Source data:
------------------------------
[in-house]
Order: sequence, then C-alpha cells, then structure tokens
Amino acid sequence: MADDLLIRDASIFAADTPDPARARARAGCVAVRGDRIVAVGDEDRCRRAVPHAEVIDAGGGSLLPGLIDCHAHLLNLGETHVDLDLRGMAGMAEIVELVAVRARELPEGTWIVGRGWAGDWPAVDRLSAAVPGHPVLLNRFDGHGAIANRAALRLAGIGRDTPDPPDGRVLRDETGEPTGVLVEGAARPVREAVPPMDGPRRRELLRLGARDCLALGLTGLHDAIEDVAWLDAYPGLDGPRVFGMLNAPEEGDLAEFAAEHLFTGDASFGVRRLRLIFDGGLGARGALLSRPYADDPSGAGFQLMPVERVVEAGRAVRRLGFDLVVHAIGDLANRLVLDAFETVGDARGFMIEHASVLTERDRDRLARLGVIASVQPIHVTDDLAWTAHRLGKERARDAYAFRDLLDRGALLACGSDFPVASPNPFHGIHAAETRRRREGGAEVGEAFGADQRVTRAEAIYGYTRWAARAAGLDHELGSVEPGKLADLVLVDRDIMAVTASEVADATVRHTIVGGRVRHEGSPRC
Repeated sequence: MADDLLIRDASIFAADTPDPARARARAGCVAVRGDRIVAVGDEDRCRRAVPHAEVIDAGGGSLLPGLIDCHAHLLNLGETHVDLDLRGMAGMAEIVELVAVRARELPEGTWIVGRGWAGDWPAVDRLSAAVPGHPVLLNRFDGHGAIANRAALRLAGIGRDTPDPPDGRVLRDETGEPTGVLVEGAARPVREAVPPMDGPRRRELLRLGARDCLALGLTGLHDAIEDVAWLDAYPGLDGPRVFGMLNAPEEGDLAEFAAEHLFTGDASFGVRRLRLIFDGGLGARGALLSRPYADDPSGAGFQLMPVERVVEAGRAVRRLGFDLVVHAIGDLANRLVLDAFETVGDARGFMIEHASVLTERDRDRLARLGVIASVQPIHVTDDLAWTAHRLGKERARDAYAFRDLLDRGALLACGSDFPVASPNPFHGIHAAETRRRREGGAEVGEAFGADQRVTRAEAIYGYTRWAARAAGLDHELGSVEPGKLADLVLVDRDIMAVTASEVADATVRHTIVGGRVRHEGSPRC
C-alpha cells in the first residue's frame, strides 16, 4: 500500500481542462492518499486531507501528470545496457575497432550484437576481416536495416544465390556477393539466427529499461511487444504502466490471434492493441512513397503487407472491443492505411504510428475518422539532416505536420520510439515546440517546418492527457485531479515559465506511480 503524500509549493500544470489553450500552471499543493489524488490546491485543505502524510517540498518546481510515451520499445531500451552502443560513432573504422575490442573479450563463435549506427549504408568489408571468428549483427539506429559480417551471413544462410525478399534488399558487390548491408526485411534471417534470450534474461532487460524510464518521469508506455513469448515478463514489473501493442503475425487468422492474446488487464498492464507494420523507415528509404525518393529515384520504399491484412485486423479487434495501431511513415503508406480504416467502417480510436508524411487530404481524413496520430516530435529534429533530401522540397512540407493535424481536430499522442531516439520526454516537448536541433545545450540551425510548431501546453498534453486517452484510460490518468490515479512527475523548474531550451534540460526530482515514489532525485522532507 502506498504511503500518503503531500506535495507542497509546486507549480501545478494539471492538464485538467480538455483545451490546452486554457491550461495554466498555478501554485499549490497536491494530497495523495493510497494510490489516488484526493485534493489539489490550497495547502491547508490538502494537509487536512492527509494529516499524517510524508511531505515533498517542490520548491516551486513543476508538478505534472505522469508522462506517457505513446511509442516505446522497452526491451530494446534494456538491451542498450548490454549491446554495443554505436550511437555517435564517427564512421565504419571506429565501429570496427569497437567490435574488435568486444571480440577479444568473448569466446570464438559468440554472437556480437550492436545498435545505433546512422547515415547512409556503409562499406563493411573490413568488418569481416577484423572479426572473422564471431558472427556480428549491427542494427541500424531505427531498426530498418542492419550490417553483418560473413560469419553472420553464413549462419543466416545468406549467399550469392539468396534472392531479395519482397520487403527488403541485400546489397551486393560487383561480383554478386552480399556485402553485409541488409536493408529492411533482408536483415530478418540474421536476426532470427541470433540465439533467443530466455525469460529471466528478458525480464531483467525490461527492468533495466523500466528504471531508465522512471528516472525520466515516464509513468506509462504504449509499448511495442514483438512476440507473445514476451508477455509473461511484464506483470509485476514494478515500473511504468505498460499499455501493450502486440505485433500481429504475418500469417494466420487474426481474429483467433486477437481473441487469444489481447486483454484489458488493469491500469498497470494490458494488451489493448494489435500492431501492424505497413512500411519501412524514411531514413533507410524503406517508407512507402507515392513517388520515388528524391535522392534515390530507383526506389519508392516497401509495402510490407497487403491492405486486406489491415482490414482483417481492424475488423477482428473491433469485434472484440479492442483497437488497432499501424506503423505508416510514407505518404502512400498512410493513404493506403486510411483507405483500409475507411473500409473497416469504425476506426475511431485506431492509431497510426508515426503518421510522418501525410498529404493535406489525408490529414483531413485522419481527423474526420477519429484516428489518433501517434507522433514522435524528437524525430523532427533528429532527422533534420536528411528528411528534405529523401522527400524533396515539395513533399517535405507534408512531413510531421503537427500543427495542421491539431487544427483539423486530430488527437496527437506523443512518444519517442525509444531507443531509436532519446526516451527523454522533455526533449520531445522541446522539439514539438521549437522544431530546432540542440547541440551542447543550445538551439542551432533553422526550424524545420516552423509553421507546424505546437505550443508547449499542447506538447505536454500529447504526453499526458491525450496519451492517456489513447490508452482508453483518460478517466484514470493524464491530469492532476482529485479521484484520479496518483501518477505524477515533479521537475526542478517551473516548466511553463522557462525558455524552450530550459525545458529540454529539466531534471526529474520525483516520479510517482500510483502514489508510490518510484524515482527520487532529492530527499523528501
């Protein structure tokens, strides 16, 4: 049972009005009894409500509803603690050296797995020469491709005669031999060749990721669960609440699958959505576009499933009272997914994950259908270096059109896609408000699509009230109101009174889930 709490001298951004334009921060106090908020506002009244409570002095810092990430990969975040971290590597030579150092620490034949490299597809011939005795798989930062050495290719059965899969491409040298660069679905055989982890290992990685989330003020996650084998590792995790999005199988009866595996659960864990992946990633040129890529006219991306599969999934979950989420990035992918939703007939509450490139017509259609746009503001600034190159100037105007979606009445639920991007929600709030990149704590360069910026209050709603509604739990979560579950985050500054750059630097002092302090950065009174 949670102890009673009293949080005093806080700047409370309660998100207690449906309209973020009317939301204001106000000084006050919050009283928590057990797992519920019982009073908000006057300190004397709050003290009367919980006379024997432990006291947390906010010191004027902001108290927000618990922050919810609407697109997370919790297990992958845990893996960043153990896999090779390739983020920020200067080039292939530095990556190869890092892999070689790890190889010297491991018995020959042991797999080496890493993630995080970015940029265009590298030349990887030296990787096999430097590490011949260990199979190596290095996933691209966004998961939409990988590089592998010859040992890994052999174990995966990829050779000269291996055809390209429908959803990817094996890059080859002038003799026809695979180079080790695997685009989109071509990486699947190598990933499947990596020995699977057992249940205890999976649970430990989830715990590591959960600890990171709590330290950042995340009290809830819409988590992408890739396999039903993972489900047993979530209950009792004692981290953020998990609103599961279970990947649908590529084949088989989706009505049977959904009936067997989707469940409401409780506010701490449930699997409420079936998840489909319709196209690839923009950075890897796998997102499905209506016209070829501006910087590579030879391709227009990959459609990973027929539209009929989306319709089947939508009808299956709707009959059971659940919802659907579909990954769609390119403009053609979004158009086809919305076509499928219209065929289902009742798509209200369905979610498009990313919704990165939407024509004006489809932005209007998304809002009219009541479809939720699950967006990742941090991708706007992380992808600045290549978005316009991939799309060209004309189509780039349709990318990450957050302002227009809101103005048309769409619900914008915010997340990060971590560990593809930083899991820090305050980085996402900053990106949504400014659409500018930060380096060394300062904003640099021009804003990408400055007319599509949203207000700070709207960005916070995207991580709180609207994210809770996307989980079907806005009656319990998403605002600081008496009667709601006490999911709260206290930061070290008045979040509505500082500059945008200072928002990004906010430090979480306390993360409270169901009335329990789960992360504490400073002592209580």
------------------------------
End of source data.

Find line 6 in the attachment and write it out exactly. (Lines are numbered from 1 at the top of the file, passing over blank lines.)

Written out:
């Protein structure tokens, strides 16, 4: 049972009005009894409500509803603690050296797995020469491709005669031999060749990721669960609440699958959505576009499933009272997914994950259908270096059109896609408000699509009230109101009174889930 709490001298951004334009921060106090908020506002009244409570002095810092990430990969975040971290590597030579150092620490034949490299597809011939005795798989930062050495290719059965899969491409040298660069679905055989982890290992990685989330003020996650084998590792995790999005199988009866595996659960864990992946990633040129890529006219991306599969999934979950989420990035992918939703007939509450490139017509259609746009503001600034190159100037105007979606009445639920991007929600709030990149704590360069910026209050709603509604739990979560579950985050500054750059630097002092302090950065009174 949670102890009673009293949080005093806080700047409370309660998100207690449906309209973020009317939301204001106000000084006050919050009283928590057990797992519920019982009073908000006057300190004397709050003290009367919980006379024997432990006291947390906010010191004027902001108290927000618990922050919810609407697109997370919790297990992958845990893996960043153990896999090779390739983020920020200067080039292939530095990556190869890092892999070689790890190889010297491991018995020959042991797999080496890493993630995080970015940029265009590298030349990887030296990787096999430097590490011949260990199979190596290095996933691209966004998961939409990988590089592998010859040992890994052999174990995966990829050779000269291996055809390209429908959803990817094996890059080859002038003799026809695979180079080790695997685009989109071509990486699947190598990933499947990596020995699977057992249940205890999976649970430990989830715990590591959960600890990171709590330290950042995340009290809830819409988590992408890739396999039903993972489900047993979530209950009792004692981290953020998990609103599961279970990947649908590529084949088989989706009505049977959904009936067997989707469940409401409780506010701490449930699997409420079936998840489909319709196209690839923009950075890897796998997102499905209506016209070829501006910087590579030879391709227009990959459609990973027929539209009929989306319709089947939508009808299956709707009959059971659940919802659907579909990954769609390119403009053609979004158009086809919305076509499928219209065929289902009742798509209200369905979610498009990313919704990165939407024509004006489809932005209007998304809002009219009541479809939720699950967006990742941090991708706007992380992808600045290549978005316009991939799309060209004309189509780039349709990318990450957050302002227009809101103005048309769409619900914008915010997340990060971590560990593809930083899991820090305050980085996402900053990106949504400014659409500018930060380096060394300062904003640099021009804003990408400055007319599509949203207000700070709207960005916070995207991580709180609207994210809770996307989980079907806005009656319990998403605002600081008496009667709601006490999911709260206290930061070290008045979040509505500082500059945008200072928002990004906010430090979480306390993360409270169901009335329990789960992360504490400073002592209580």